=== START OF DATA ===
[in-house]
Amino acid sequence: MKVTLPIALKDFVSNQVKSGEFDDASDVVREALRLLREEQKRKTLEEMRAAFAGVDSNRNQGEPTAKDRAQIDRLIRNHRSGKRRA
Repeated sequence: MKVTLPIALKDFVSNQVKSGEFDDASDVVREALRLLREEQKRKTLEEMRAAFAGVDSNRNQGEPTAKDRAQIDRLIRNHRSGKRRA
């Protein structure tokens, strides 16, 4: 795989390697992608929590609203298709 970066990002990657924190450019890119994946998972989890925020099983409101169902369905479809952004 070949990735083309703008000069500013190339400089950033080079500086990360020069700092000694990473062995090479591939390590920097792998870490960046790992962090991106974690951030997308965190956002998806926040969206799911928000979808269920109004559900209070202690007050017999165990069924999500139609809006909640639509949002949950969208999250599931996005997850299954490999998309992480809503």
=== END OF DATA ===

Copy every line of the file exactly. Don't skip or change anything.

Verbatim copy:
[in-house]
Amino acid sequence: MKVTLPIALKDFVSNQVKSGEFDDASDVVREALRLLREEQKRKTLEEMRAAFAGVDSNRNQGEPTAKDRAQIDRLIRNHRSGKRRA
Repeated sequence: MKVTLPIALKDFVSNQVKSGEFDDASDVVREALRLLREEQKRKTLEEMRAAFAGVDSNRNQGEPTAKDRAQIDRLIRNHRSGKRRA
């Protein structure tokens, strides 16, 4: 795989390697992608929590609203298709 970066990002990657924190450019890119994946998972989890925020099983409101169902369905479809952004 070949990735083309703008000069500013190339400089950033080079500086990360020069700092000694990473062995090479591939390590920097792998870490960046790992962090991106974690951030997308965190956002998806926040969206799911928000979808269920109004559900209070202690007050017999165990069924999500139609809006909640639509949002949950969208999250599931996005997850299954490999998309992480809503």